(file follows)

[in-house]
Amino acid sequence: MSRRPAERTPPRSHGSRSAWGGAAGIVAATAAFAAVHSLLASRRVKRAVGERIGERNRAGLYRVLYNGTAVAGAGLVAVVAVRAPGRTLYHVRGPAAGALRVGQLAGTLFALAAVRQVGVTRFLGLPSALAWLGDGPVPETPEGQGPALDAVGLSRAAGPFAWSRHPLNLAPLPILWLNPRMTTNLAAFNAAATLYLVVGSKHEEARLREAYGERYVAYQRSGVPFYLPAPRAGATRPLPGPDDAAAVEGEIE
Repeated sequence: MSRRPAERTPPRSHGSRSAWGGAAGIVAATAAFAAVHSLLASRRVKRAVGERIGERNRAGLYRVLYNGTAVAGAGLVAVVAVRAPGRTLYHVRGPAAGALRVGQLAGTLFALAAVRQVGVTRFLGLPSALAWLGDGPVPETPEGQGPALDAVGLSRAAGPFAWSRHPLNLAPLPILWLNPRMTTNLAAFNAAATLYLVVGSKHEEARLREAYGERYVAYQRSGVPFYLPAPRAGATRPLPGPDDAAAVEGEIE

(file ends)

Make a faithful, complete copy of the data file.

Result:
[in-house]
Amino acid sequence: MSRRPAERTPPRSHGSRSAWGGAAGIVAATAAFAAVHSLLASRRVKRAVGERIGERNRAGLYRVLYNGTAVAGAGLVAVVAVRAPGRTLYHVRGPAAGALRVGQLAGTLFALAAVRQVGVTRFLGLPSALAWLGDGPVPETPEGQGPALDAVGLSRAAGPFAWSRHPLNLAPLPILWLNPRMTTNLAAFNAAATLYLVVGSKHEEARLREAYGERYVAYQRSGVPFYLPAPRAGATRPLPGPDDAAAVEGEIE
Repeated sequence: MSRRPAERTPPRSHGSRSAWGGAAGIVAATAAFAAVHSLLASRRVKRAVGERIGERNRAGLYRVLYNGTAVAGAGLVAVVAVRAPGRTLYHVRGPAAGALRVGQLAGTLFALAAVRQVGVTRFLGLPSALAWLGDGPVPETPEGQGPALDAVGLSRAAGPFAWSRHPLNLAPLPILWLNPRMTTNLAAFNAAATLYLVVGSKHEEARLREAYGERYVAYQRSGVPFYLPAPRAGATRPLPGPDDAAAVEGEIE